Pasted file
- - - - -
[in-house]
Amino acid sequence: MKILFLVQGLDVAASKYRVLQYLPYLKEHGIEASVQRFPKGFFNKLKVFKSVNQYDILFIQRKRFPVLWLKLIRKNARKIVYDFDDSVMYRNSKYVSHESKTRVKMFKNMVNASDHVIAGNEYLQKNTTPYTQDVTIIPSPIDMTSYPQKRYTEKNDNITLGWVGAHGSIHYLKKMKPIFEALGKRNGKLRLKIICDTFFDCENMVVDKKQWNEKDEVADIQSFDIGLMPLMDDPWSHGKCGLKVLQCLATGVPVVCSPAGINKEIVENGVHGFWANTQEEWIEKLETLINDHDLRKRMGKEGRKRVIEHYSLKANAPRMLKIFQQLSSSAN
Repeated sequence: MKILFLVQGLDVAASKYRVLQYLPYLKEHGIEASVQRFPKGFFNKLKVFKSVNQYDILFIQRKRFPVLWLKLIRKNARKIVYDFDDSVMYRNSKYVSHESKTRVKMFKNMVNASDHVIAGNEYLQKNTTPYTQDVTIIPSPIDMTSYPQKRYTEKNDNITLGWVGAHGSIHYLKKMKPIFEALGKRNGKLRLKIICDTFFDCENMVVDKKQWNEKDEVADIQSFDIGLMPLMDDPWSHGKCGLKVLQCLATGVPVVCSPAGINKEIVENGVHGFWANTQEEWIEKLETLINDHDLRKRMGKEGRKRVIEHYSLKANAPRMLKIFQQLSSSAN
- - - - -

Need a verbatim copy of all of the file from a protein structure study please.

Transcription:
[in-house]
Amino acid sequence: MKILFLVQGLDVAASKYRVLQYLPYLKEHGIEASVQRFPKGFFNKLKVFKSVNQYDILFIQRKRFPVLWLKLIRKNARKIVYDFDDSVMYRNSKYVSHESKTRVKMFKNMVNASDHVIAGNEYLQKNTTPYTQDVTIIPSPIDMTSYPQKRYTEKNDNITLGWVGAHGSIHYLKKMKPIFEALGKRNGKLRLKIICDTFFDCENMVVDKKQWNEKDEVADIQSFDIGLMPLMDDPWSHGKCGLKVLQCLATGVPVVCSPAGINKEIVENGVHGFWANTQEEWIEKLETLINDHDLRKRMGKEGRKRVIEHYSLKANAPRMLKIFQQLSSSAN
Repeated sequence: MKILFLVQGLDVAASKYRVLQYLPYLKEHGIEASVQRFPKGFFNKLKVFKSVNQYDILFIQRKRFPVLWLKLIRKNARKIVYDFDDSVMYRNSKYVSHESKTRVKMFKNMVNASDHVIAGNEYLQKNTTPYTQDVTIIPSPIDMTSYPQKRYTEKNDNITLGWVGAHGSIHYLKKMKPIFEALGKRNGKLRLKIICDTFFDCENMVVDKKQWNEKDEVADIQSFDIGLMPLMDDPWSHGKCGLKVLQCLATGVPVVCSPAGINKEIVENGVHGFWANTQEEWIEKLETLINDHDLRKRMGKEGRKRVIEHYSLKANAPRMLKIFQQLSSSAN